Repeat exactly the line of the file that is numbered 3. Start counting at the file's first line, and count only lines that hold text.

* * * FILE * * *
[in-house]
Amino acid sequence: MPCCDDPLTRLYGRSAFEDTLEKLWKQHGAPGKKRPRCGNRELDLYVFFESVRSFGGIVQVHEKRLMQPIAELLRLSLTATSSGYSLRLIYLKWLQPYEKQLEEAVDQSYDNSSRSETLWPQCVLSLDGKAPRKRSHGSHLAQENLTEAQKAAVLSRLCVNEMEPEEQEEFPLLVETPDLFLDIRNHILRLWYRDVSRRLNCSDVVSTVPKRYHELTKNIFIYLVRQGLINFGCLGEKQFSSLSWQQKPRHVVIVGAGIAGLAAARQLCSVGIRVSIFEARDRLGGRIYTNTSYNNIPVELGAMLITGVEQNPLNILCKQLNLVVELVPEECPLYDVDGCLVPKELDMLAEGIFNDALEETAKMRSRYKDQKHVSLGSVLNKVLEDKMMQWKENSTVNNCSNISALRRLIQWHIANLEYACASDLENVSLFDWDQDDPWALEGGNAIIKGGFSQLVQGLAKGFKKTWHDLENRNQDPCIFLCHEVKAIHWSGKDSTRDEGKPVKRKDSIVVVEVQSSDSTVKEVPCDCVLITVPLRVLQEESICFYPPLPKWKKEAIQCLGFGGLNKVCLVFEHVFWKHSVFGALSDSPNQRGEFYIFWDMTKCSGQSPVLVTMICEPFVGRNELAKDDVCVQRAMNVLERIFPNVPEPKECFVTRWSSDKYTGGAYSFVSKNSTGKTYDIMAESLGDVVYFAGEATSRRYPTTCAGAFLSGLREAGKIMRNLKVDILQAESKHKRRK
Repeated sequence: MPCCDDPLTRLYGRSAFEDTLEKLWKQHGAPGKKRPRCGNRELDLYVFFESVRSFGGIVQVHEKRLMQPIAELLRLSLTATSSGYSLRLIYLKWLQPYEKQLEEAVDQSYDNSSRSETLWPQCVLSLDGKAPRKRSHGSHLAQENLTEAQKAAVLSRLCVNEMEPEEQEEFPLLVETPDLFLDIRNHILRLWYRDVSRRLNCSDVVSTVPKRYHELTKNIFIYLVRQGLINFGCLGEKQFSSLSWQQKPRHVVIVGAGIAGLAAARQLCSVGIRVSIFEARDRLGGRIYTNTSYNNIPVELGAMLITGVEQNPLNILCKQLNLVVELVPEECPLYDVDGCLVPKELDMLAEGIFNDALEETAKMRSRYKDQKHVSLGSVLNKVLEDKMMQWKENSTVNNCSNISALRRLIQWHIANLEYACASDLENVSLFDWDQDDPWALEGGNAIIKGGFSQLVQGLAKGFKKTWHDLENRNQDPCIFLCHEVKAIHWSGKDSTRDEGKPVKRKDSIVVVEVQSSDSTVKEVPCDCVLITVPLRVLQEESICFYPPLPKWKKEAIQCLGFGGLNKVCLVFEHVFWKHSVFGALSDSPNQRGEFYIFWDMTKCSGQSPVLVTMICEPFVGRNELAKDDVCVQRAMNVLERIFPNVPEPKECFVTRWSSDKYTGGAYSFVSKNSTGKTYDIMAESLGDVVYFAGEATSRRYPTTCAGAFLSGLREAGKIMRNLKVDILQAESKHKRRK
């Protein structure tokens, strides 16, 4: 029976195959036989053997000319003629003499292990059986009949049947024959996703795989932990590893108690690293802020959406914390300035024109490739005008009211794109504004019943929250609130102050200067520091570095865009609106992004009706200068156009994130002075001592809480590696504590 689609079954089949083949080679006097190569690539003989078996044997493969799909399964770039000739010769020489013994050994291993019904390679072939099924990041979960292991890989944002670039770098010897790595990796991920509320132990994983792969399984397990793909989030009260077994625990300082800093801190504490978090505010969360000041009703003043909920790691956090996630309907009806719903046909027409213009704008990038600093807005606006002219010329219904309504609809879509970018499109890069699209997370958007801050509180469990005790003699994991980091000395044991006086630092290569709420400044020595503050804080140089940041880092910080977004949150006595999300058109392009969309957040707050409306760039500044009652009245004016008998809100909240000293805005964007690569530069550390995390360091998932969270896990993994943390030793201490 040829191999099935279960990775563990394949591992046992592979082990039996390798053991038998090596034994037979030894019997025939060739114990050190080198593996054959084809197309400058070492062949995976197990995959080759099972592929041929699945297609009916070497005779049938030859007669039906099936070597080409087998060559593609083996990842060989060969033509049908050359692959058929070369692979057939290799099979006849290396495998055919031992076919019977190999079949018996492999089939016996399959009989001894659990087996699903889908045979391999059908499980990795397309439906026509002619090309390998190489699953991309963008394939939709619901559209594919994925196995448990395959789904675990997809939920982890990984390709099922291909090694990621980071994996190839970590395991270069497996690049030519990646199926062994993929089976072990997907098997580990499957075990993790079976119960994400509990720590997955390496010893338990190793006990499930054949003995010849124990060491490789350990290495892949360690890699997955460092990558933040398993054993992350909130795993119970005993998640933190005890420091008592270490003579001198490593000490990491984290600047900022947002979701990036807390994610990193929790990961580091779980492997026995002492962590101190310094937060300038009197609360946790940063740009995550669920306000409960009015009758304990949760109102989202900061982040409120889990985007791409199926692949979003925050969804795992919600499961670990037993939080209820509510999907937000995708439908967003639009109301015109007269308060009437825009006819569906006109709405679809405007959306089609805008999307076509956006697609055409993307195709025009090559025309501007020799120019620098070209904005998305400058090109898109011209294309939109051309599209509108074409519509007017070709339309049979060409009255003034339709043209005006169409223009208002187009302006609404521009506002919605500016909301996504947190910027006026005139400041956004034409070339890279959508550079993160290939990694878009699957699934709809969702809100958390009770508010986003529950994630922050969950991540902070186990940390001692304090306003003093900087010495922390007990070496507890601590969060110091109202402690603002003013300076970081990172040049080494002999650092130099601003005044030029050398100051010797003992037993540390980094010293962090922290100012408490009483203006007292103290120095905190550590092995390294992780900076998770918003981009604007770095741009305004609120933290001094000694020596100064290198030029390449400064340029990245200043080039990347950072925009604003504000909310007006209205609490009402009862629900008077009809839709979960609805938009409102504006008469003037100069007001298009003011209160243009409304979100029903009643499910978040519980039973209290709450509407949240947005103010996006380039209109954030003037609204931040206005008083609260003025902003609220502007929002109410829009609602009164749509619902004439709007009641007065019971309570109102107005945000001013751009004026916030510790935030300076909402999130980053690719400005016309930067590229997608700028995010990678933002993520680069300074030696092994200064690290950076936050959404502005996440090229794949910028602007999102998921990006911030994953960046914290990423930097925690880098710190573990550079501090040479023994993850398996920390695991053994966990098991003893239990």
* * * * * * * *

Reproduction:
Repeated sequence: MPCCDDPLTRLYGRSAFEDTLEKLWKQHGAPGKKRPRCGNRELDLYVFFESVRSFGGIVQVHEKRLMQPIAELLRLSLTATSSGYSLRLIYLKWLQPYEKQLEEAVDQSYDNSSRSETLWPQCVLSLDGKAPRKRSHGSHLAQENLTEAQKAAVLSRLCVNEMEPEEQEEFPLLVETPDLFLDIRNHILRLWYRDVSRRLNCSDVVSTVPKRYHELTKNIFIYLVRQGLINFGCLGEKQFSSLSWQQKPRHVVIVGAGIAGLAAARQLCSVGIRVSIFEARDRLGGRIYTNTSYNNIPVELGAMLITGVEQNPLNILCKQLNLVVELVPEECPLYDVDGCLVPKELDMLAEGIFNDALEETAKMRSRYKDQKHVSLGSVLNKVLEDKMMQWKENSTVNNCSNISALRRLIQWHIANLEYACASDLENVSLFDWDQDDPWALEGGNAIIKGGFSQLVQGLAKGFKKTWHDLENRNQDPCIFLCHEVKAIHWSGKDSTRDEGKPVKRKDSIVVVEVQSSDSTVKEVPCDCVLITVPLRVLQEESICFYPPLPKWKKEAIQCLGFGGLNKVCLVFEHVFWKHSVFGALSDSPNQRGEFYIFWDMTKCSGQSPVLVTMICEPFVGRNELAKDDVCVQRAMNVLERIFPNVPEPKECFVTRWSSDKYTGGAYSFVSKNSTGKTYDIMAESLGDVVYFAGEATSRRYPTTCAGAFLSGLREAGKIMRNLKVDILQAESKHKRRK